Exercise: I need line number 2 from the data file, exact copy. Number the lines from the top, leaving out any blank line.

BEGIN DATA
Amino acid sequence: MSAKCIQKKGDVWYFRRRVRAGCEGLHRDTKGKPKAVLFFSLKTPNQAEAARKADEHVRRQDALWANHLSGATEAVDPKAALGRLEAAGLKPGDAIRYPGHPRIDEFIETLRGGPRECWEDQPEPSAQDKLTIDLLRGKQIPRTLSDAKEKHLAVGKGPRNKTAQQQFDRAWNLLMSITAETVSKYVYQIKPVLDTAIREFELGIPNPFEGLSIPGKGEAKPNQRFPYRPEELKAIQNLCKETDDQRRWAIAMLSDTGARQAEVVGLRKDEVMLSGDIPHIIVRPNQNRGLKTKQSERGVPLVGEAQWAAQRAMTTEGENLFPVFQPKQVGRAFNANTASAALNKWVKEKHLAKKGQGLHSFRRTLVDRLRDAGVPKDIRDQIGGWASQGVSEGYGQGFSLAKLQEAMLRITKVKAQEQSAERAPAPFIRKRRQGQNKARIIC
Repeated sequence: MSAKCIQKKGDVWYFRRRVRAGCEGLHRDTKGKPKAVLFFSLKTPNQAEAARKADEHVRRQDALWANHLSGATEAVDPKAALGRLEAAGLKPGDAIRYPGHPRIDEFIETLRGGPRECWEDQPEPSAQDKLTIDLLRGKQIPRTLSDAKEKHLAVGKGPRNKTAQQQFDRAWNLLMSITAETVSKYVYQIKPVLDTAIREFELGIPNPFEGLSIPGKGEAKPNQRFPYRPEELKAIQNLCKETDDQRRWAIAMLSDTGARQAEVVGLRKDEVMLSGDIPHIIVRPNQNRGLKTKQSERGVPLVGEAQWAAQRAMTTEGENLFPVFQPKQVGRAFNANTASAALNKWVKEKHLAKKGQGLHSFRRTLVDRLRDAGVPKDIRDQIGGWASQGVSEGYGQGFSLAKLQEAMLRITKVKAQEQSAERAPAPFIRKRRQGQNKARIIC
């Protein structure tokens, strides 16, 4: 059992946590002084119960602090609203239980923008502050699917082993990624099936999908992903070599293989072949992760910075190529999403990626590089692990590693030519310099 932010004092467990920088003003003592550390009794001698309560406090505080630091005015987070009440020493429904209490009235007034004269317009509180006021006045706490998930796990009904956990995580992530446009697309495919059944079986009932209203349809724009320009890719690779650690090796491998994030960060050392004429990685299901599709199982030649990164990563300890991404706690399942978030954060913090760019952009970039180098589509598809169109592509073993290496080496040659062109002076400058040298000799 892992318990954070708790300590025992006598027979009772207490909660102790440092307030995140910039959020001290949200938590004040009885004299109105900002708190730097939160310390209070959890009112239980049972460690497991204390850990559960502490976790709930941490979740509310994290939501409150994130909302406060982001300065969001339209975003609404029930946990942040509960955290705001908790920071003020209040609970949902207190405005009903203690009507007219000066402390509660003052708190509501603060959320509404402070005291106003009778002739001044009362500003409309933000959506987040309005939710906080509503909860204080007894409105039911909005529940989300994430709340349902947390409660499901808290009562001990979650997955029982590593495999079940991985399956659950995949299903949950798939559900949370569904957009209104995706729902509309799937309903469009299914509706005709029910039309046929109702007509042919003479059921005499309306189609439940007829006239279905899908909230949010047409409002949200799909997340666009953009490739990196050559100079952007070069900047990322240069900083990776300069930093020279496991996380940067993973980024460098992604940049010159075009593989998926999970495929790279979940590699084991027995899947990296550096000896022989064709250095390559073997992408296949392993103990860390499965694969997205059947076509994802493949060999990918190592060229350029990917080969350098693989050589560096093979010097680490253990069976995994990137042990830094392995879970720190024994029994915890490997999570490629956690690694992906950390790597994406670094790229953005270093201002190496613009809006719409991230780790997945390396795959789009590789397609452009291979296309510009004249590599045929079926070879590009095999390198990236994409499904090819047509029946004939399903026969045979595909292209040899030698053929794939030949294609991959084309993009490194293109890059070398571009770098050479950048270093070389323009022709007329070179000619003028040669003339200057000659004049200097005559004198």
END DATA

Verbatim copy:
Repeated sequence: MSAKCIQKKGDVWYFRRRVRAGCEGLHRDTKGKPKAVLFFSLKTPNQAEAARKADEHVRRQDALWANHLSGATEAVDPKAALGRLEAAGLKPGDAIRYPGHPRIDEFIETLRGGPRECWEDQPEPSAQDKLTIDLLRGKQIPRTLSDAKEKHLAVGKGPRNKTAQQQFDRAWNLLMSITAETVSKYVYQIKPVLDTAIREFELGIPNPFEGLSIPGKGEAKPNQRFPYRPEELKAIQNLCKETDDQRRWAIAMLSDTGARQAEVVGLRKDEVMLSGDIPHIIVRPNQNRGLKTKQSERGVPLVGEAQWAAQRAMTTEGENLFPVFQPKQVGRAFNANTASAALNKWVKEKHLAKKGQGLHSFRRTLVDRLRDAGVPKDIRDQIGGWASQGVSEGYGQGFSLAKLQEAMLRITKVKAQEQSAERAPAPFIRKRRQGQNKARIIC